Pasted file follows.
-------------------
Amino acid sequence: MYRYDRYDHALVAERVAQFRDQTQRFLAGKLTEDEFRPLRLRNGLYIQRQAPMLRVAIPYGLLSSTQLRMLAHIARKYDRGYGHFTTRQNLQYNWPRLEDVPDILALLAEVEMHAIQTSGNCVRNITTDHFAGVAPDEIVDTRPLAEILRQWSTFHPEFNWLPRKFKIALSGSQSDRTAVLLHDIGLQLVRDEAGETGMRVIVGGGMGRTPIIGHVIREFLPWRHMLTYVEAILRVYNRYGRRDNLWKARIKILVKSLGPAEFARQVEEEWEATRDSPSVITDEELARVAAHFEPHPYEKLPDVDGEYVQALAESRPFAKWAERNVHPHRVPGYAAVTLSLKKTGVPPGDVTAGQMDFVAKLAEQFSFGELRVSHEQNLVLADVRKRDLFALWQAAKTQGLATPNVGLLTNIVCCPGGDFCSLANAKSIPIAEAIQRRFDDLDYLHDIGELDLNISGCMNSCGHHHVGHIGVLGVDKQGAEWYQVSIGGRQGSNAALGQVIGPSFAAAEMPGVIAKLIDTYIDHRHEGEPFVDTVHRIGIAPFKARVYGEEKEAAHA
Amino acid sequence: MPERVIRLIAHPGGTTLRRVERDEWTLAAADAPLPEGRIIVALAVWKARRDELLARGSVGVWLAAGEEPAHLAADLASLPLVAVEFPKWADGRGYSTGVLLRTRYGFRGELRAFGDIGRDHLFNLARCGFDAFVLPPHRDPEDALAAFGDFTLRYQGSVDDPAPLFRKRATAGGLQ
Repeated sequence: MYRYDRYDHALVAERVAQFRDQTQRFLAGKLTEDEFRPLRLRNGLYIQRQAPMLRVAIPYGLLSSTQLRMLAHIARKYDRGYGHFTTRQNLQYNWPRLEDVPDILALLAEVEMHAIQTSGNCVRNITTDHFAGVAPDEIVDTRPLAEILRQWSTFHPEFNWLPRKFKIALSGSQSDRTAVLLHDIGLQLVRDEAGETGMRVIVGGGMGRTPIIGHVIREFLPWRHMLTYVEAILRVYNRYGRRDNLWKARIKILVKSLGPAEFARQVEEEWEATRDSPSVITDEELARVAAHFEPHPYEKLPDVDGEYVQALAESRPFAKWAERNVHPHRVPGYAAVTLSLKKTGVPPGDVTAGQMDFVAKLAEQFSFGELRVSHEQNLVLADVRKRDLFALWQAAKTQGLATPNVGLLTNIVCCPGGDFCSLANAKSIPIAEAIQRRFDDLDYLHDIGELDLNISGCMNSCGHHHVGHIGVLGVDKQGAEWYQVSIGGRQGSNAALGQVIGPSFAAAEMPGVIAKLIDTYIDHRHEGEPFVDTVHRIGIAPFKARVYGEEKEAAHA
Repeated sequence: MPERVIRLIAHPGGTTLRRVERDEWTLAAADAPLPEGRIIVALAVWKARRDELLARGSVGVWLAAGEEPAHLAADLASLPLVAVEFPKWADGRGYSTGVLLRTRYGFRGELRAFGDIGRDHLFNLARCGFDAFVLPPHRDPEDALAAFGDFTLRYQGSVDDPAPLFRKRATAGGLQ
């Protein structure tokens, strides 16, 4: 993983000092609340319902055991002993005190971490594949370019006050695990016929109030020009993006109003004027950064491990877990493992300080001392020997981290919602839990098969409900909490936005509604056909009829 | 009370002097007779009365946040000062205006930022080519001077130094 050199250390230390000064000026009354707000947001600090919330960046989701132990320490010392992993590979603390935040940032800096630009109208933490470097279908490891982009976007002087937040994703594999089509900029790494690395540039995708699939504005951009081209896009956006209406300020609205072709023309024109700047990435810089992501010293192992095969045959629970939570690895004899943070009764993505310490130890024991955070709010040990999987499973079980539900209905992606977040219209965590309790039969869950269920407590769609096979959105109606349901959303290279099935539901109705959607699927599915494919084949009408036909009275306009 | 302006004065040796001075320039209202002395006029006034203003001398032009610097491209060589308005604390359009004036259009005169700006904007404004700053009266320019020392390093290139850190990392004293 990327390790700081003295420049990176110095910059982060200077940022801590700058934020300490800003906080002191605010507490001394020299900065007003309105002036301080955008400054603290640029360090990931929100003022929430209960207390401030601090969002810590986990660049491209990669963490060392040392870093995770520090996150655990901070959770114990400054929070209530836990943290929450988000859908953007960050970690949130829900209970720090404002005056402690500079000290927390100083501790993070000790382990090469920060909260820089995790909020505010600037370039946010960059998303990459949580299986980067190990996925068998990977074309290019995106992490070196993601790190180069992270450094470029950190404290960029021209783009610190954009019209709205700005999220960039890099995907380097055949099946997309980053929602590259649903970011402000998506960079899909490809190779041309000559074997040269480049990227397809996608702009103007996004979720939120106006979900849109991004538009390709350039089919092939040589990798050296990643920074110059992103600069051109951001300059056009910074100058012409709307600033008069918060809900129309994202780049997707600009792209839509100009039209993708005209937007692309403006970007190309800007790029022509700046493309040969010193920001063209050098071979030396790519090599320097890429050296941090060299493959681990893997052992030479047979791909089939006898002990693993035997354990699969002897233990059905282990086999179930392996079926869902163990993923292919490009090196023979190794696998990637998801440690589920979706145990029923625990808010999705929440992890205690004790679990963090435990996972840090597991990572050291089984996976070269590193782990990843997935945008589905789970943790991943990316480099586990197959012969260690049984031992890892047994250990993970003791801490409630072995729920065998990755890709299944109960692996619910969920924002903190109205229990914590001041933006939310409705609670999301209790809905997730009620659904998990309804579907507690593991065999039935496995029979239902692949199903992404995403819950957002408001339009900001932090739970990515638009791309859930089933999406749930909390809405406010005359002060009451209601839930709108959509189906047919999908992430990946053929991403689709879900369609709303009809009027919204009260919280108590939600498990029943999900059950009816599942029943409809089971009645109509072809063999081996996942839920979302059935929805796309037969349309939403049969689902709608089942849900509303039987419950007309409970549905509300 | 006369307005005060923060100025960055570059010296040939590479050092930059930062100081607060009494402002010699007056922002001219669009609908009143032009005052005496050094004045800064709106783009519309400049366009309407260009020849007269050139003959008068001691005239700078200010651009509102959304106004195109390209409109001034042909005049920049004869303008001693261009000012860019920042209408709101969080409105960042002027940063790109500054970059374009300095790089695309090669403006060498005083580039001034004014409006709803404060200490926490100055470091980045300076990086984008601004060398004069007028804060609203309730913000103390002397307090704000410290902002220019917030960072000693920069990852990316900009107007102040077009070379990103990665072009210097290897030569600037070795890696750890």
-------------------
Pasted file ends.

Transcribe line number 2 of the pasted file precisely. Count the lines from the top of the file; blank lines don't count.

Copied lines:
Amino acid sequence: MPERVIRLIAHPGGTTLRRVERDEWTLAAADAPLPEGRIIVALAVWKARRDELLARGSVGVWLAAGEEPAHLAADLASLPLVAVEFPKWADGRGYSTGVLLRTRYGFRGELRAFGDIGRDHLFNLARCGFDAFVLPPHRDPEDALAAFGDFTLRYQGSVDDPAPLFRKRATAGGLQ